Posted in Plants, Seeds

Wild Seed Project in Maine

I forget how I stumbled upon their site, but recently I finally found a much closer source for sundial lupines (Lupinus perennis), which I have written about before.   The Wild Seed Project in Maine had sundial seeds available, which is more in line with our budget than buying plants in containers.  Nasami Farm is west of us here in Massachusetts and does have sundials, but only in one quart containers.  I’ll write more about Nasami Farm in future posts.

When I went to checkout one seed envelope for the sundials, the shipping was twice the cost of the seeds.  After conferring with my partner, I added closed gentians (Gentiana clausa(aka meadow bottle gentian) to the order as well.  I’d been wanting the sundials for a long while, so there was an understanding between us that when I found a source closer than the midwest, I’d buy them.  Adding the closed gentians bit into our small garden budget, but the cost was small enough not to make too much of a dent.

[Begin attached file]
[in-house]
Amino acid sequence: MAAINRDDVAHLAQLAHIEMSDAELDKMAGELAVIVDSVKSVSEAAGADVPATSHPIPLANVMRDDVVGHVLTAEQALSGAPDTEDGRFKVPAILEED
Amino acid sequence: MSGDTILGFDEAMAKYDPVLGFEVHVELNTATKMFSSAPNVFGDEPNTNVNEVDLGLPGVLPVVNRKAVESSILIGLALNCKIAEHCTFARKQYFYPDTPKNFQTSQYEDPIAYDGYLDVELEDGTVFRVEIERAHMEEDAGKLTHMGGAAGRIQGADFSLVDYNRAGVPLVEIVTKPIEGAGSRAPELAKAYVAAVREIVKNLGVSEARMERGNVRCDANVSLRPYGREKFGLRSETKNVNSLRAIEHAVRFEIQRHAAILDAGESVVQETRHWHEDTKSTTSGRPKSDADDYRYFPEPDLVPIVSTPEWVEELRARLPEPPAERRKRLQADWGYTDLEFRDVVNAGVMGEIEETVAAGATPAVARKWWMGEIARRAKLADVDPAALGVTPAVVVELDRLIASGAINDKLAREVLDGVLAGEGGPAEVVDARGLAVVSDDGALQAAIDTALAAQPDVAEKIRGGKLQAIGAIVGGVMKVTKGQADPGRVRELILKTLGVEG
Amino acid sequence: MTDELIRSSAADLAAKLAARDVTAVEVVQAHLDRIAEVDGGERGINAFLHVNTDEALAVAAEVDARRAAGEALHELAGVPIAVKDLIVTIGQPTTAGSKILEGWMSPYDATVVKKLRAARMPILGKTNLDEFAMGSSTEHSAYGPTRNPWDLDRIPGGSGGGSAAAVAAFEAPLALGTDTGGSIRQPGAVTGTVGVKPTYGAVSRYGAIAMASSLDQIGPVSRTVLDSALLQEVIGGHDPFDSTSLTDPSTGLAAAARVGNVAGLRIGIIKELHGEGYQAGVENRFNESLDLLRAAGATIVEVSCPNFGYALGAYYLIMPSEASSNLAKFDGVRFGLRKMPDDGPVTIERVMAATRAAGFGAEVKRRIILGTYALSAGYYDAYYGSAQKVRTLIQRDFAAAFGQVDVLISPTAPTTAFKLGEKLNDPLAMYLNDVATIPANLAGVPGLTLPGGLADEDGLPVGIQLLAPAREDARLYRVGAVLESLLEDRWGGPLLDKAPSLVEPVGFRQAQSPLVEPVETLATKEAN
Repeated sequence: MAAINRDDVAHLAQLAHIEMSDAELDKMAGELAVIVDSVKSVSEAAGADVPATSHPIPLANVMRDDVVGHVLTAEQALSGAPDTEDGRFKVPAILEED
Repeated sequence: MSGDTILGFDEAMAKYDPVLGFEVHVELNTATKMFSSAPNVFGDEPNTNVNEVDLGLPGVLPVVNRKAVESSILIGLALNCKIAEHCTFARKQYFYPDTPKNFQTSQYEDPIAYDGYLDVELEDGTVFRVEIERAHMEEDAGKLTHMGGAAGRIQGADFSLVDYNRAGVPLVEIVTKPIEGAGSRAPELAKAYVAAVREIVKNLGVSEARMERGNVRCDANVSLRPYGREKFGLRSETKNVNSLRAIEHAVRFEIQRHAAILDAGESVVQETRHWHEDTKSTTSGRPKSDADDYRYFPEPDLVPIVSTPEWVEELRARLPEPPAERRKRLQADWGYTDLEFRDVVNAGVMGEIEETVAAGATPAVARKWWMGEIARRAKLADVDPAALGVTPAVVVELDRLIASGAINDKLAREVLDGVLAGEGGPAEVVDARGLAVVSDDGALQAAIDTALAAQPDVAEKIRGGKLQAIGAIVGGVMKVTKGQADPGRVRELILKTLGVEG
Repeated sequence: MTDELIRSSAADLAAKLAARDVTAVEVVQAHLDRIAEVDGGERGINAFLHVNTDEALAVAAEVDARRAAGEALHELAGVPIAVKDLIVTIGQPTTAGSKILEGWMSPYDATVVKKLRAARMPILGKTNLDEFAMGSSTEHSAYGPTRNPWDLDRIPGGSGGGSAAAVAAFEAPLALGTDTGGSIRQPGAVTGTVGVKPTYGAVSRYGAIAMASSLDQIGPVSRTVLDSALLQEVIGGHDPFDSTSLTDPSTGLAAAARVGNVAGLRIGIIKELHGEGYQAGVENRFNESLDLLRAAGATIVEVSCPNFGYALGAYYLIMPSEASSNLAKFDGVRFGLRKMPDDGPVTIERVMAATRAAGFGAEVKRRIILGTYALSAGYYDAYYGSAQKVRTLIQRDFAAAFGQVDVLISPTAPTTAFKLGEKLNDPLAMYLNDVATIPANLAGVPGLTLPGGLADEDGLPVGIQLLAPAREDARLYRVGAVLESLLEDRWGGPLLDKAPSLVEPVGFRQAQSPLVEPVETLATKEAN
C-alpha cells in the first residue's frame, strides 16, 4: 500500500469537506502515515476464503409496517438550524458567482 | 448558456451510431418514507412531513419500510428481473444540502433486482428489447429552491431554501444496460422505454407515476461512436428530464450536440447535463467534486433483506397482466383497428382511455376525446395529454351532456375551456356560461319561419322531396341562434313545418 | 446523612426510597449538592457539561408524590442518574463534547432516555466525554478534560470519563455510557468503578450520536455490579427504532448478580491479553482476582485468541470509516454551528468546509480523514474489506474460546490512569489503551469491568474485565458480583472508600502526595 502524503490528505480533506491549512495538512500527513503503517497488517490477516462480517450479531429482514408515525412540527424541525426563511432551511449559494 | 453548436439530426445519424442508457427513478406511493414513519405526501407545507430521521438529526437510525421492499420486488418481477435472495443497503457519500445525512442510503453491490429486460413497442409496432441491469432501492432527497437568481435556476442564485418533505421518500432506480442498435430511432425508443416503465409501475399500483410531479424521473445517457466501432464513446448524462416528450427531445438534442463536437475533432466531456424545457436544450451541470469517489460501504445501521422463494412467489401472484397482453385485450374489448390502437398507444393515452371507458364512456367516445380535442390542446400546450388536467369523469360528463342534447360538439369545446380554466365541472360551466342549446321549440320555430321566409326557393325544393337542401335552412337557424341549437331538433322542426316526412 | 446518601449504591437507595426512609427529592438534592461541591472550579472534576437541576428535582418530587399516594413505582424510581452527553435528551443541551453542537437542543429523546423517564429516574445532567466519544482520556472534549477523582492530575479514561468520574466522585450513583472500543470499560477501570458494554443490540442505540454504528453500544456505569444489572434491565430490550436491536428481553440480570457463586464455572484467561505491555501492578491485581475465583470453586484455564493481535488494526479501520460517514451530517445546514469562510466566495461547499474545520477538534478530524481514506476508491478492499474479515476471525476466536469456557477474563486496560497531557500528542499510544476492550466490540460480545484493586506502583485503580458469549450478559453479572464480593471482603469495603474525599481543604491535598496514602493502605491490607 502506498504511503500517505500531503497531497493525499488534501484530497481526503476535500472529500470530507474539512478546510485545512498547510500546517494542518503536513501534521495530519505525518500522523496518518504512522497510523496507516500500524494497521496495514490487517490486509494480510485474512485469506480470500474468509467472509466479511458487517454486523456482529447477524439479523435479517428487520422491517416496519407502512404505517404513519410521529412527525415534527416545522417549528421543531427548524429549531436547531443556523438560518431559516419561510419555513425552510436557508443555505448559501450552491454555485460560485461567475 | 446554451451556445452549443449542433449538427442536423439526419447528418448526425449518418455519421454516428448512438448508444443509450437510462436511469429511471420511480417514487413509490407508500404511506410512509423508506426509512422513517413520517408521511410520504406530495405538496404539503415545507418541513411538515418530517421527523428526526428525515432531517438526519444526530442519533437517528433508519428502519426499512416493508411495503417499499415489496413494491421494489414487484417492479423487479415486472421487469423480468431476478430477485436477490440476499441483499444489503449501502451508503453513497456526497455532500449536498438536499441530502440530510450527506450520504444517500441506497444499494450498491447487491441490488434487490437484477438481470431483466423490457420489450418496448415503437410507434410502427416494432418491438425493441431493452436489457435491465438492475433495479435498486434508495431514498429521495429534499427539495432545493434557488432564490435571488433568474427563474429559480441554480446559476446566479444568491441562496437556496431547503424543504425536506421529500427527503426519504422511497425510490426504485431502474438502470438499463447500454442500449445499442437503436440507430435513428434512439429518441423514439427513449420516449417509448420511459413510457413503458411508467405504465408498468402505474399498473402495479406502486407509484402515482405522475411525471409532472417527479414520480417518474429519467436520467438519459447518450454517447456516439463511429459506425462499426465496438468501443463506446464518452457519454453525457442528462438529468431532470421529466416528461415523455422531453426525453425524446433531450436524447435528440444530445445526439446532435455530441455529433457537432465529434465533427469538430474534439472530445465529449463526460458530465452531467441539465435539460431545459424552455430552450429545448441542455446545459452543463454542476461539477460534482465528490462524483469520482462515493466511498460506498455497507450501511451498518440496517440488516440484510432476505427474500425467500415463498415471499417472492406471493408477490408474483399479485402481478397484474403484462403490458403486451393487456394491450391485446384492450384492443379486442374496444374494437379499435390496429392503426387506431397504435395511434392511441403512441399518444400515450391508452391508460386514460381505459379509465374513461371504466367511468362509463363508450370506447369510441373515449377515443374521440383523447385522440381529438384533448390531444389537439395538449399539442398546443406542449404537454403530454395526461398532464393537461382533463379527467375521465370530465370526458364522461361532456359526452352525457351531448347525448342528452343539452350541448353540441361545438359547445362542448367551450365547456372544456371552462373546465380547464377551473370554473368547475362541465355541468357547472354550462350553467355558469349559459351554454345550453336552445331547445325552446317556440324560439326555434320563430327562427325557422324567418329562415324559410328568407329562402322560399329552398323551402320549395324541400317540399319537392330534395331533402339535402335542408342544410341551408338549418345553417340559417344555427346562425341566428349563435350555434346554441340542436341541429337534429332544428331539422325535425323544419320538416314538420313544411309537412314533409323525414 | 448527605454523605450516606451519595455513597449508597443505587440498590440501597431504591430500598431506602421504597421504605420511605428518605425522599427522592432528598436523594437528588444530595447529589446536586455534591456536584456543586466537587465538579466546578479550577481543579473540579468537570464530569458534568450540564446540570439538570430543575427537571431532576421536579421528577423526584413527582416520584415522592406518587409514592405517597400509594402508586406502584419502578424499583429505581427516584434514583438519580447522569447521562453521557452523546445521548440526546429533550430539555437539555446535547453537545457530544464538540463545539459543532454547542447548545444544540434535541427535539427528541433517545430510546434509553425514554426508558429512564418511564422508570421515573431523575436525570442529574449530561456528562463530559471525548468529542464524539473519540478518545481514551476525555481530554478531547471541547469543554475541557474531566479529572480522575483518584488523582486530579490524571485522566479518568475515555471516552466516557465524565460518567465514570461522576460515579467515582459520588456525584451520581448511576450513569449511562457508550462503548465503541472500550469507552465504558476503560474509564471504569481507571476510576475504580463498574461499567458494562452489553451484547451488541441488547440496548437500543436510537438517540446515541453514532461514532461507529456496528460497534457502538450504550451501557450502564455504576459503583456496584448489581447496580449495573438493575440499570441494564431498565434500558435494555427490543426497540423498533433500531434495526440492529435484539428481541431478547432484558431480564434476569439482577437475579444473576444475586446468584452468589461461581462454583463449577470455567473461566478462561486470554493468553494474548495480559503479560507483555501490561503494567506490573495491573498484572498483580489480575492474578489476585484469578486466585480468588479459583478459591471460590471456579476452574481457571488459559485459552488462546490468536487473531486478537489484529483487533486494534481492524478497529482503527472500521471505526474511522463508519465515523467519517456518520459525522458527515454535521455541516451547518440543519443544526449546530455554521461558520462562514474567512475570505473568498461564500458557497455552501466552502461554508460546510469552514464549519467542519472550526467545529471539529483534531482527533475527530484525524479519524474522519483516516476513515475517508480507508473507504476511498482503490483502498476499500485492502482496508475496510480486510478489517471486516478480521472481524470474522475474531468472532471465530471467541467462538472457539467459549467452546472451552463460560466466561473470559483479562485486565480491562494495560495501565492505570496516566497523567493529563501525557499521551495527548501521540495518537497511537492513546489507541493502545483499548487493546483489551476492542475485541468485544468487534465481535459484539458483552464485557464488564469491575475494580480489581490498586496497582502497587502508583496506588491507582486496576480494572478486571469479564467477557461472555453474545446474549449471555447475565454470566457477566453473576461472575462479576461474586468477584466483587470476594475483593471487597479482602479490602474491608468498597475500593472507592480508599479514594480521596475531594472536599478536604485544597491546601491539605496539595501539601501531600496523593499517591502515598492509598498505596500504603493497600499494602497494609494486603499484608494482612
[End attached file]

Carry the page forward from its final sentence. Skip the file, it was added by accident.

I still have what turned out to not be a blue variant at all but the white flowered Lupinus albus (aka white lupine or field lupine), but I no longer save seeds for this Mediterranean cultivar.  Since reading that the seeds are edible, I have been mildly curious about keeping it around and learning how to cook them.  I though I had written a followup last year once that had bloomed and I could better ID it.  Might be buried in my draft folder.

The seeds arrived yesterday, and they’re now stashed with the rest of our seeds.  I’ll be planting some of each this spring.  Whether I see any Blue Karners flitting about as a result?  Only time will tell.

From Maine, but still native here too.
The gentian seeds are so tiny, I had to open it up to be sure there were any in there.

Care to share thoughts on this?